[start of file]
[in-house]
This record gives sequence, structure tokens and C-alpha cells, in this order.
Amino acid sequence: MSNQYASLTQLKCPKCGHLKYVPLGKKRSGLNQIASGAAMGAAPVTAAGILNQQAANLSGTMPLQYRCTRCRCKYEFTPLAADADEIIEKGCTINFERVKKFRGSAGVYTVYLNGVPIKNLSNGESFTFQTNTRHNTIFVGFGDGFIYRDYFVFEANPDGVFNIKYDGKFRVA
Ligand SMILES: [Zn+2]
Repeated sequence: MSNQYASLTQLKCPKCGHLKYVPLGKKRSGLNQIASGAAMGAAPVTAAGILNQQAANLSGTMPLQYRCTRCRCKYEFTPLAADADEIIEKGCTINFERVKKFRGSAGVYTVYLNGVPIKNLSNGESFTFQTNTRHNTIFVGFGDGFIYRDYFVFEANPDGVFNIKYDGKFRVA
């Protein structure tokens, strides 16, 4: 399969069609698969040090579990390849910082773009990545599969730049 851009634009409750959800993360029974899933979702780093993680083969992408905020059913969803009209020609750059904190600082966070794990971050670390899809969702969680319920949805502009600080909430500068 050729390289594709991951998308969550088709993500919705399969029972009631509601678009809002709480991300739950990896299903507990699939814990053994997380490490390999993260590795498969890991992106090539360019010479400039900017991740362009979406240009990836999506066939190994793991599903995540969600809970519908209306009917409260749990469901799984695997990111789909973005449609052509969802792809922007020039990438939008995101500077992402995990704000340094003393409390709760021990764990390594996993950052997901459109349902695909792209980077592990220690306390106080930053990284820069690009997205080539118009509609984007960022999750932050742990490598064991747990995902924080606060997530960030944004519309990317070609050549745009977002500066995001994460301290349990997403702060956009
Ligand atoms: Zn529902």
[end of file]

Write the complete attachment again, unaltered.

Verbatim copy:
[in-house]
This record gives sequence, structure tokens and C-alpha cells, in this order.
Amino acid sequence: MSNQYASLTQLKCPKCGHLKYVPLGKKRSGLNQIASGAAMGAAPVTAAGILNQQAANLSGTMPLQYRCTRCRCKYEFTPLAADADEIIEKGCTINFERVKKFRGSAGVYTVYLNGVPIKNLSNGESFTFQTNTRHNTIFVGFGDGFIYRDYFVFEANPDGVFNIKYDGKFRVA
Ligand SMILES: [Zn+2]
Repeated sequence: MSNQYASLTQLKCPKCGHLKYVPLGKKRSGLNQIASGAAMGAAPVTAAGILNQQAANLSGTMPLQYRCTRCRCKYEFTPLAADADEIIEKGCTINFERVKKFRGSAGVYTVYLNGVPIKNLSNGESFTFQTNTRHNTIFVGFGDGFIYRDYFVFEANPDGVFNIKYDGKFRVA
């Protein structure tokens, strides 16, 4: 399969069609698969040090579990390849910082773009990545599969730049 851009634009409750959800993360029974899933979702780093993680083969992408905020059913969803009209020609750059904190600082966070794990971050670390899809969702969680319920949805502009600080909430500068 050729390289594709991951998308969550088709993500919705399969029972009631509601678009809002709480991300739950990896299903507990699939814990053994997380490490390999993260590795498969890991992106090539360019010479400039900017991740362009979406240009990836999506066939190994793991599903995540969600809970519908209306009917409260749990469901799984695997990111789909973005449609052509969802792809922007020039990438939008995101500077992402995990704000340094003393409390709760021990764990390594996993950052997901459109349902695909792209980077592990220690306390106080930053990284820069690009997205080539118009509609984007960022999750932050742990490598064991747990995902924080606060997530960030944004519309990317070609050549745009977002500066995001994460301290349990997403702060956009
Ligand atoms: Zn529902």